We’ve been busy using natural materials to build all sorts of interesting structures and supports in the Walled Garden. We tend to use birch and hazel – the former is remarkably flexible and can be twisted and moulded into shapes to provide sturdy but attractive obelisks or even domes. We use these for a wide range of plants, including sweet peas, Ipomea and climbing beans in our Vegetable Garden.
Parham’s own sunflower trial – boasting up to 100 varieties – is going well. Germination has been very successful, and although planting out won’t happen for a few weeks, we’re all excited at the prospect of towering cultivars including ‘Kong’ and ’Giraffe’ reaching up to four metres!
It’s a challenging time of year keeping up with the weeds. The warmer temperatures, higher light levels and rainfall have given all the weeds a boost – annuals such as hairy bitter cress, cleavers and speedwell can at least be hoed off and left on the soil during dry weather. Ground elder and the notorious bindweed (shudder…) need a more determined approach involving a spade, and of course careful disposal.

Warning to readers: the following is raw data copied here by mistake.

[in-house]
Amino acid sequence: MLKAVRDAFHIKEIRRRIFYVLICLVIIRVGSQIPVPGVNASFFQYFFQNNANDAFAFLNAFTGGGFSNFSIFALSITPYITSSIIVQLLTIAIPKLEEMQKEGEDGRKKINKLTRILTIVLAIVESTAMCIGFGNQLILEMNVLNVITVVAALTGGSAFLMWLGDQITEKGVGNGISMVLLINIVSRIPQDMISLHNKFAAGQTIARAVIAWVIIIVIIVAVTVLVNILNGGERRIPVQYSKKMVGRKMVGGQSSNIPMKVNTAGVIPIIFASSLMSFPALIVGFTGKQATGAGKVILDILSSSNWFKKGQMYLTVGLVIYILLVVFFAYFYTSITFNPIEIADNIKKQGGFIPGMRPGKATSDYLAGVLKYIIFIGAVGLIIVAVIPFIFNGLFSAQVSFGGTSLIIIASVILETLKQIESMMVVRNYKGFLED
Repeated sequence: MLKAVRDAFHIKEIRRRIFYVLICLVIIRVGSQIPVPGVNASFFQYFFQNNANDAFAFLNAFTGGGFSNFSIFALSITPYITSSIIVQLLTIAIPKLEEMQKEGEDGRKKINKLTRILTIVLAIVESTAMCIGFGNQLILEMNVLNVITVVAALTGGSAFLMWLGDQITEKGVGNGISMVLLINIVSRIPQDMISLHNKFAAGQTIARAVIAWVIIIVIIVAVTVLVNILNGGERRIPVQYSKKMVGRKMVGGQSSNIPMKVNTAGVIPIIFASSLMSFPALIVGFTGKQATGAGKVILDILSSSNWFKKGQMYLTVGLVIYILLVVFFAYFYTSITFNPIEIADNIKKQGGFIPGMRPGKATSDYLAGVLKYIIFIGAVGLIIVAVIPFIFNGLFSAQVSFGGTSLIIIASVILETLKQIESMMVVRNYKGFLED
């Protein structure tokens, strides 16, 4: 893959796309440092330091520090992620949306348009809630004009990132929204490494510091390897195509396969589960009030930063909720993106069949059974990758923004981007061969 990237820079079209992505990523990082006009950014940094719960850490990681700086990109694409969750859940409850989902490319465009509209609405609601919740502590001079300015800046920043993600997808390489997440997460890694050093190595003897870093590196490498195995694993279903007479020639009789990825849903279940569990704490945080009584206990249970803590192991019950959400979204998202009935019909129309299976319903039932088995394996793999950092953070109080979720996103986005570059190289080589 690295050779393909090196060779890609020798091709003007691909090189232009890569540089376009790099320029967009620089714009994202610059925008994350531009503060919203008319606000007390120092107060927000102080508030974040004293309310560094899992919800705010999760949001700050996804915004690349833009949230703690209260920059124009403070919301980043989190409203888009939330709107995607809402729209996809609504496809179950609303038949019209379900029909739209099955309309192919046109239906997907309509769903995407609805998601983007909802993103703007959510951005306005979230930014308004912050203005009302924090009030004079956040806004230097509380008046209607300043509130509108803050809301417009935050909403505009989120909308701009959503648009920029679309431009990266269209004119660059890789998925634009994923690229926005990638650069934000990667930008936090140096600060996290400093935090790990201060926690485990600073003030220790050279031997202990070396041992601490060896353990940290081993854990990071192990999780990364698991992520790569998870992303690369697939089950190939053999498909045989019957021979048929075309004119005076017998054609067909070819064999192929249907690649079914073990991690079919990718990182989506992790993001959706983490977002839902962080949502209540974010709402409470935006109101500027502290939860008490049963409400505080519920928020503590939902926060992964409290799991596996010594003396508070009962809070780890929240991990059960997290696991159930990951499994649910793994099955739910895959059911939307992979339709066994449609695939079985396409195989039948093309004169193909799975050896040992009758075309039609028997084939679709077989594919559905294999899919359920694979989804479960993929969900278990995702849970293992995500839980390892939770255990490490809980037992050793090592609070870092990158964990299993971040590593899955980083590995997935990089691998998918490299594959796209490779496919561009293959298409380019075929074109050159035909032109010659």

We have reached our tulip peak with some beautiful varieties such as the elegant, plum-coloured ‘Ronaldo’, the graceful sorbet orange ‘Ballerina’ and the delicate white and pink ‘Angelique’ turning a few heads. Now it’s time to use showy annuals and other plants to fill any possible gaps in our borders – so we’re planting out Scabious ‘Black Cat’, Achillea ‘Gold Plate’and Dahlia ‘Bishop of Landaff’, to name just a few. In some cases, plants like Nigella ‘Delft Blue’ and ‘Hispanica’ can be direct sown in drifts through the borders.
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